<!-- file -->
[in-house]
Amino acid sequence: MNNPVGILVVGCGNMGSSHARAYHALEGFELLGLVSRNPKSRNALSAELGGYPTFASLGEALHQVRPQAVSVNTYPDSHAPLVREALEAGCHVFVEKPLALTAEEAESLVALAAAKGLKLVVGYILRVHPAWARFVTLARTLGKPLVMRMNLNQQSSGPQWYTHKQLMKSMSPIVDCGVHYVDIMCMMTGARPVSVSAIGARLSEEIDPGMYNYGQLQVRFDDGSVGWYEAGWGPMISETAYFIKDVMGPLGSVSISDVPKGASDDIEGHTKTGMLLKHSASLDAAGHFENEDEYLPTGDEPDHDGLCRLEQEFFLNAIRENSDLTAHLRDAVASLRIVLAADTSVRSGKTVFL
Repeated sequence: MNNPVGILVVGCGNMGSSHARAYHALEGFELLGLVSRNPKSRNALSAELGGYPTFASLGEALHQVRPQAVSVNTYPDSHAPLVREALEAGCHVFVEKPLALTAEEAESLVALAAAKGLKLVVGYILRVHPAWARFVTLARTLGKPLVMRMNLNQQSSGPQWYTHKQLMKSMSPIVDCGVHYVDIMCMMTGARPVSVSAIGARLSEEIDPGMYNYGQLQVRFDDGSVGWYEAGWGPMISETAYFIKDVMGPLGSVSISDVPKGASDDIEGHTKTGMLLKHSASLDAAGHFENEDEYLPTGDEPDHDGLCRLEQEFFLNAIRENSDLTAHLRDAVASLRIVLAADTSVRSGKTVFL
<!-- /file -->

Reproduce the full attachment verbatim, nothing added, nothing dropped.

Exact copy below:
[in-house]
Amino acid sequence: MNNPVGILVVGCGNMGSSHARAYHALEGFELLGLVSRNPKSRNALSAELGGYPTFASLGEALHQVRPQAVSVNTYPDSHAPLVREALEAGCHVFVEKPLALTAEEAESLVALAAAKGLKLVVGYILRVHPAWARFVTLARTLGKPLVMRMNLNQQSSGPQWYTHKQLMKSMSPIVDCGVHYVDIMCMMTGARPVSVSAIGARLSEEIDPGMYNYGQLQVRFDDGSVGWYEAGWGPMISETAYFIKDVMGPLGSVSISDVPKGASDDIEGHTKTGMLLKHSASLDAAGHFENEDEYLPTGDEPDHDGLCRLEQEFFLNAIRENSDLTAHLRDAVASLRIVLAADTSVRSGKTVFL
Repeated sequence: MNNPVGILVVGCGNMGSSHARAYHALEGFELLGLVSRNPKSRNALSAELGGYPTFASLGEALHQVRPQAVSVNTYPDSHAPLVREALEAGCHVFVEKPLALTAEEAESLVALAAAKGLKLVVGYILRVHPAWARFVTLARTLGKPLVMRMNLNQQSSGPQWYTHKQLMKSMSPIVDCGVHYVDIMCMMTGARPVSVSAIGARLSEEIDPGMYNYGQLQVRFDDGSVGWYEAGWGPMISETAYFIKDVMGPLGSVSISDVPKGASDDIEGHTKTGMLLKHSASLDAAGHFENEDEYLPTGDEPDHDGLCRLEQEFFLNAIRENSDLTAHLRDAVASLRIVLAADTSVRSGKTVFL